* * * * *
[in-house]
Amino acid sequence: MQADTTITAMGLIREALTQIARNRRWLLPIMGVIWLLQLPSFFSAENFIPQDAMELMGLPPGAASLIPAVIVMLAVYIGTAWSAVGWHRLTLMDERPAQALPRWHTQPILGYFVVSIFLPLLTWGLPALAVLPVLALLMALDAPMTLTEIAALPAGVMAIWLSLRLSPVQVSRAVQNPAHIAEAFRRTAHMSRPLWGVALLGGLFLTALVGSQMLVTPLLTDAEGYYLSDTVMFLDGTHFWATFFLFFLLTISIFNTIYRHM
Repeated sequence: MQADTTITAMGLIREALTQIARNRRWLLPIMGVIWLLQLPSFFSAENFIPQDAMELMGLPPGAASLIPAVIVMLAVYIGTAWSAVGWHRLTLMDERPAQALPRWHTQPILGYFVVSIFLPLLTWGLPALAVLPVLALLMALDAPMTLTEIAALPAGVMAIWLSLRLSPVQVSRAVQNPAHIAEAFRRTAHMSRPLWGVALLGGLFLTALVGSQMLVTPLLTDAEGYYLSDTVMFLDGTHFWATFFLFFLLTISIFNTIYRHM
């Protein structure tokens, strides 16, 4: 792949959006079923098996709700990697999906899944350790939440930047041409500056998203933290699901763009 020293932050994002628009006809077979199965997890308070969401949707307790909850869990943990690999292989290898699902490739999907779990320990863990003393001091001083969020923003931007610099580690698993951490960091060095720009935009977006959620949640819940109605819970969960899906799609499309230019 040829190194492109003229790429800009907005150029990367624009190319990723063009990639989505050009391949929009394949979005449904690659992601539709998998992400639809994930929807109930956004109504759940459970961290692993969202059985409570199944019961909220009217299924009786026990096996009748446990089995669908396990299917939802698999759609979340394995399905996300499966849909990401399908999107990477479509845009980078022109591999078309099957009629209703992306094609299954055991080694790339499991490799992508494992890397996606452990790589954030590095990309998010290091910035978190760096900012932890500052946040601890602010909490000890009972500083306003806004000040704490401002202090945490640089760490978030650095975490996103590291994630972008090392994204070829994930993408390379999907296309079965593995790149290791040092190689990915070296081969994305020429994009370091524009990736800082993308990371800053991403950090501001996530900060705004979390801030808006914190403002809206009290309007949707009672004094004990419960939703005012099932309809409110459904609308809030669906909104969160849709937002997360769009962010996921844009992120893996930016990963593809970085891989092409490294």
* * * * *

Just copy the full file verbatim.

[in-house]
Amino acid sequence: MQADTTITAMGLIREALTQIARNRRWLLPIMGVIWLLQLPSFFSAENFIPQDAMELMGLPPGAASLIPAVIVMLAVYIGTAWSAVGWHRLTLMDERPAQALPRWHTQPILGYFVVSIFLPLLTWGLPALAVLPVLALLMALDAPMTLTEIAALPAGVMAIWLSLRLSPVQVSRAVQNPAHIAEAFRRTAHMSRPLWGVALLGGLFLTALVGSQMLVTPLLTDAEGYYLSDTVMFLDGTHFWATFFLFFLLTISIFNTIYRHM
Repeated sequence: MQADTTITAMGLIREALTQIARNRRWLLPIMGVIWLLQLPSFFSAENFIPQDAMELMGLPPGAASLIPAVIVMLAVYIGTAWSAVGWHRLTLMDERPAQALPRWHTQPILGYFVVSIFLPLLTWGLPALAVLPVLALLMALDAPMTLTEIAALPAGVMAIWLSLRLSPVQVSRAVQNPAHIAEAFRRTAHMSRPLWGVALLGGLFLTALVGSQMLVTPLLTDAEGYYLSDTVMFLDGTHFWATFFLFFLLTISIFNTIYRHM
């Protein structure tokens, strides 16, 4: 792949959006079923098996709700990697999906899944350790939440930047041409500056998203933290699901763009 020293932050994002628009006809077979199965997890308070969401949707307790909850869990943990690999292989290898699902490739999907779990320990863990003393001091001083969020923003931007610099580690698993951490960091060095720009935009977006959620949640819940109605819970969960899906799609499309230019 040829190194492109003229790429800009907005150029990367624009190319990723063009990639989505050009391949929009394949979005449904690659992601539709998998992400639809994930929807109930956004109504759940459970961290692993969202059985409570199944019961909220009217299924009786026990096996009748446990089995669908396990299917939802698999759609979340394995399905996300499966849909990401399908999107990477479509845009980078022109591999078309099957009629209703992306094609299954055991080694790339499991490799992508494992890397996606452990790589954030590095990309998010290091910035978190760096900012932890500052946040601890602010909490000890009972500083306003806004000040704490401002202090945490640089760490978030650095975490996103590291994630972008090392994204070829994930993408390379999907296309079965593995790149290791040092190689990915070296081969994305020429994009370091524009990736800082993308990371800053991403950090501001996530900060705004979390801030808006914190403002809206009290309007949707009672004094004990419960939703005012099932309809409110459904609308809030669906909104969160849709937002997360769009962010996921844009992120893996930016990963593809970085891989092409490294």